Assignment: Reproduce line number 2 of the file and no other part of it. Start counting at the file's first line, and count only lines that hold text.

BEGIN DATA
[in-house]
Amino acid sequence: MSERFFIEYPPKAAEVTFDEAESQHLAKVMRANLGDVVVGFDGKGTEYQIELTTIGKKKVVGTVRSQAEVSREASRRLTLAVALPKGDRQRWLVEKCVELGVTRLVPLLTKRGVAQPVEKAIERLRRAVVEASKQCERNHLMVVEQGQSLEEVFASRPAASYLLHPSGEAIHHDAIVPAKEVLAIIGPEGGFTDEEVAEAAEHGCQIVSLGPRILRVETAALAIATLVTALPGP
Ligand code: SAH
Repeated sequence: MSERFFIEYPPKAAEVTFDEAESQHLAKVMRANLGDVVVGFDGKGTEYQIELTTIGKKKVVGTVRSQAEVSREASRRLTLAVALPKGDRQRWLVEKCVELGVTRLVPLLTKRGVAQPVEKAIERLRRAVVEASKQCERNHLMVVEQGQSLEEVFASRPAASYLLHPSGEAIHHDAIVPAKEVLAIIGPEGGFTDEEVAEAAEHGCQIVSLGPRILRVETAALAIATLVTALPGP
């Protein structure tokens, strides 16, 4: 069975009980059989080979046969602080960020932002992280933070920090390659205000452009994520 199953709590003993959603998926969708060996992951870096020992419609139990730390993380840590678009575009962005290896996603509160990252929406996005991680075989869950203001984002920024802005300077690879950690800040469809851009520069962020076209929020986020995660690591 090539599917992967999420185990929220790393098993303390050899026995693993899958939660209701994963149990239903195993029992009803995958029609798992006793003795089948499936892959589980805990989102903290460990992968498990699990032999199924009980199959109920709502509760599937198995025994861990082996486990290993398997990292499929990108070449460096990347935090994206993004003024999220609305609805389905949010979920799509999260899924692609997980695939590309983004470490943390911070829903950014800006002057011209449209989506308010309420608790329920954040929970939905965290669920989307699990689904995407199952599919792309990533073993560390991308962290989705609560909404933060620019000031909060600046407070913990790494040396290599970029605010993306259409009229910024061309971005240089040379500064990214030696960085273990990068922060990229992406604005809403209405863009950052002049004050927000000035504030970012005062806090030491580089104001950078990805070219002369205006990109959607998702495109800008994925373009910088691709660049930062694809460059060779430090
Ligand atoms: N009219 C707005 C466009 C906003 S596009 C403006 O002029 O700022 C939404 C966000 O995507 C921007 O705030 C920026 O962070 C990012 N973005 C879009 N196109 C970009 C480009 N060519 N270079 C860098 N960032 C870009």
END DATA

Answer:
Amino acid sequence: MSERFFIEYPPKAAEVTFDEAESQHLAKVMRANLGDVVVGFDGKGTEYQIELTTIGKKKVVGTVRSQAEVSREASRRLTLAVALPKGDRQRWLVEKCVELGVTRLVPLLTKRGVAQPVEKAIERLRRAVVEASKQCERNHLMVVEQGQSLEEVFASRPAASYLLHPSGEAIHHDAIVPAKEVLAIIGPEGGFTDEEVAEAAEHGCQIVSLGPRILRVETAALAIATLVTALPGP